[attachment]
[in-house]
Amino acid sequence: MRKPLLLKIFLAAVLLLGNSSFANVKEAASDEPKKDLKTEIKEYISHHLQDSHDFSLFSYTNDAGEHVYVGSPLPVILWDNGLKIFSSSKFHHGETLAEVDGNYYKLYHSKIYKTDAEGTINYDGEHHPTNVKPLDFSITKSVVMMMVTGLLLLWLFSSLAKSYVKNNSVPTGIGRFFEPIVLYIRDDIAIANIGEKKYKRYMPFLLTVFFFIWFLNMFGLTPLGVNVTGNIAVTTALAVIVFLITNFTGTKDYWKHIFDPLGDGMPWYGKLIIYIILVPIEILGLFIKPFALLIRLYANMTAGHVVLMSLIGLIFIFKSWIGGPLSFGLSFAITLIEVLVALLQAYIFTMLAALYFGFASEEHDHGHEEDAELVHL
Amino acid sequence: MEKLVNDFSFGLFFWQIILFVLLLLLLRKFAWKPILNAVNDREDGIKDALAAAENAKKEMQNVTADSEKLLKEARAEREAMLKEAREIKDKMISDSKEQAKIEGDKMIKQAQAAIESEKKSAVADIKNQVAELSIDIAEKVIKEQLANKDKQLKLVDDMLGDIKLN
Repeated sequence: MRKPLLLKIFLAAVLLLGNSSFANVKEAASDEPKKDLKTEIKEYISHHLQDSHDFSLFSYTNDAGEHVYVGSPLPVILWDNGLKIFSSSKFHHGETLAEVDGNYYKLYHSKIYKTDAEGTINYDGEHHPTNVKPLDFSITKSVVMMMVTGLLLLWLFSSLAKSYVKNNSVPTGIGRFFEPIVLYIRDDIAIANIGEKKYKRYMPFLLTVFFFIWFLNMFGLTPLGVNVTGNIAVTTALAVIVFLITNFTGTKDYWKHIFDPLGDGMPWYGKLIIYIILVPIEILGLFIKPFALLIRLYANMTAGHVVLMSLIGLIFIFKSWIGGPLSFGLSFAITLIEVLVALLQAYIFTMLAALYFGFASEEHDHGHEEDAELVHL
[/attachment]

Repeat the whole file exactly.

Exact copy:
[in-house]
Amino acid sequence: MRKPLLLKIFLAAVLLLGNSSFANVKEAASDEPKKDLKTEIKEYISHHLQDSHDFSLFSYTNDAGEHVYVGSPLPVILWDNGLKIFSSSKFHHGETLAEVDGNYYKLYHSKIYKTDAEGTINYDGEHHPTNVKPLDFSITKSVVMMMVTGLLLLWLFSSLAKSYVKNNSVPTGIGRFFEPIVLYIRDDIAIANIGEKKYKRYMPFLLTVFFFIWFLNMFGLTPLGVNVTGNIAVTTALAVIVFLITNFTGTKDYWKHIFDPLGDGMPWYGKLIIYIILVPIEILGLFIKPFALLIRLYANMTAGHVVLMSLIGLIFIFKSWIGGPLSFGLSFAITLIEVLVALLQAYIFTMLAALYFGFASEEHDHGHEEDAELVHL
Amino acid sequence: MEKLVNDFSFGLFFWQIILFVLLLLLLRKFAWKPILNAVNDREDGIKDALAAAENAKKEMQNVTADSEKLLKEARAEREAMLKEAREIKDKMISDSKEQAKIEGDKMIKQAQAAIESEKKSAVADIKNQVAELSIDIAEKVIKEQLANKDKQLKLVDDMLGDIKLN
Repeated sequence: MRKPLLLKIFLAAVLLLGNSSFANVKEAASDEPKKDLKTEIKEYISHHLQDSHDFSLFSYTNDAGEHVYVGSPLPVILWDNGLKIFSSSKFHHGETLAEVDGNYYKLYHSKIYKTDAEGTINYDGEHHPTNVKPLDFSITKSVVMMMVTGLLLLWLFSSLAKSYVKNNSVPTGIGRFFEPIVLYIRDDIAIANIGEKKYKRYMPFLLTVFFFIWFLNMFGLTPLGVNVTGNIAVTTALAVIVFLITNFTGTKDYWKHIFDPLGDGMPWYGKLIIYIILVPIEILGLFIKPFALLIRLYANMTAGHVVLMSLIGLIFIFKSWIGGPLSFGLSFAITLIEVLVALLQAYIFTMLAALYFGFASEEHDHGHEEDAELVHL